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The $VIX “spike peak” buy signal that is in place took four trading days to confirm. That is, $VIX spiked up to an intraday high of 17.95 on October 13th, but it did not complete the signal (by closing below 14.95) until October 19th – four trading days later. We are used to seeing $VIX spike up and right back down again, giving these buy signals on the same day that the intraday high was reached, or perhaps the next day.
Does this make a difference? It seems like a “slow” signal might be less profitable than a “quick” signal, but the only way to tell is to analyze the data.
Both the Crash of ‘29 and the Crash of ‘87 – two of the worst days in market history – occurred exactly 55 calendar days after the market had made an new all-time high. In other words, 55 days after the top, people are getting anxious. For those who believe in this theory, rather than coincidences, it supposedly has something to do with Fibonacci and/or biorhythms – who knows?
I can’t believe that I forgot about to mention this in advance. That date has passed in this cycle. So far, the all-time high was made on August 15th, at 2193.80 on $SPX. Fifty-five calendar days later was October 9th, which passed without incident.
The chart of $SPX (Standard & Poors 500) continues to have a slightly negative bias to it. There is a clear series of lower highs on the chart. Moreover, the trend line from the January lows has been broken.
Equity-only put-call ratios are both technically on sell signals at this time, according to the computer programs that we use to analyze these charts. However, to the naked eye, they are more or less moving sideways.
Market breadth has deteriorated badly this week. This negative breadth has pushed the breadth oscillators into officially oversold territory. They are on sell signals now.
This article was originally published in The Option Strategist Newsletter Volume 9, No. 05 on March 9, 2000.
Two issues ago, we wrote about the effects of changes in implied volatility on a call bull spread. Several readers asked about similar effects on other “common” positions – especially on put spreads – so we’ll expand on that theme this week
The time of the year for the October seasonal trade is at hand. This is one of our best seasonal trades – to buy “the market” at the close of trading on October 27th, and to sell the position at the close of trading on November 2nd. However, we do not take the trade in years when there was not a pullback in October.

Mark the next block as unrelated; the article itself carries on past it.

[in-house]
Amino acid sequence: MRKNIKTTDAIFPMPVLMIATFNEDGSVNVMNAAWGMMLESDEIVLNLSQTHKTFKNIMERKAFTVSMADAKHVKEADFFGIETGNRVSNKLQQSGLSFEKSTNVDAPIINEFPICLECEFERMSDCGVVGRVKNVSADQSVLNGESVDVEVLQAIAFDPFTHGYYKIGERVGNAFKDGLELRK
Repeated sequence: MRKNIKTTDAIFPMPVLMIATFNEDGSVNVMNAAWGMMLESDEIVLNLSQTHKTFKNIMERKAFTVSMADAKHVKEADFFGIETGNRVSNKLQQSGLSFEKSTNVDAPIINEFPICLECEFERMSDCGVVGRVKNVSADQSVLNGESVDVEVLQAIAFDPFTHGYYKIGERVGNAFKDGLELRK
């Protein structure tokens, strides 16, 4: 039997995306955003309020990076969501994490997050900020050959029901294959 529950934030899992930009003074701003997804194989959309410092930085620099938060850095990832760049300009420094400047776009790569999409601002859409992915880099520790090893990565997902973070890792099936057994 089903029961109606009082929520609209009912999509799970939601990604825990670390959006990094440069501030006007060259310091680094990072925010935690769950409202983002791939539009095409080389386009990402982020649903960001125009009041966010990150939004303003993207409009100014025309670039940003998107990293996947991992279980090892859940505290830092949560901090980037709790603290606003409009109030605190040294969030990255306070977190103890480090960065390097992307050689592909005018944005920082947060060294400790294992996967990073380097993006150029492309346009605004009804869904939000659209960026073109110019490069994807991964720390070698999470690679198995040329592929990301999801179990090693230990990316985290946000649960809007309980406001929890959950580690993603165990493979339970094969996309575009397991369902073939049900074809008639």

Time Warner (TWX) agreed to be bought by AT&T (T). The deal is worth $107.50 – consisting of $53.75 in cash and $53.75 in AT&T stock. The stock portion has collars: TWX shareholders will receive a maximum of 1.437 shares of AT&T, but will not receive less than 1.30 shares of AT&T. Those two limits on the shares are equivalent to AT&T stock prices of $37.411 and $41.349, respectively (Just divide the share limits into the $53.75 stock value to get those prices).
Stocks appear to be struggling a bit, but there hasn't been a decisive breakdown. The $SPX chart shows some negative trend lines, but the important area is support at 2120. As long as that holds, the bulls will remain in charge.
Equity-only put-call ratios (Figures 2 and 3) have been wavering back and forth -- especially the normally more reliable weighted ratio. The standard ratio has been moving higher for a week or so, and it is on a sell signal. The weighted ratio has essentially been moving sideways. The computer analysis programs rate it as a "buy."
Market breadth has been a bit more decisive. Both of these breadth oscillators are now on buy signals.
The recording for head McMillan Options Mentoring mentor Stan Feifeld's latest webinar is now available below or by clicking here. To take advantage of special offers tied to the event, or to receive a PDF of the slides accompanying the presentation, click here.
This article was originally published in The Option Strategist Newsletter Volume 12, No. 11 on June 12, 2003.
Admittedly, option traders’ “hot” topics may sometimes be pretty boring to the average guy, but this question (above) has been the subject of much discussion amongst all manner of stock market analysts. Recently, the various volatility averages began to rise, even while the broad stock market was rising. This is something that hasn’t happened for a few years, and it also seemed to go against the “conventional” (and I should mention, incorrect) volatility analyses that one is often subjected to when watching financial TV these days. So, just what does this rise in volatility mean, coming as it does during a period of rising prices? That’s what we’ll explore in the feature article in this issue.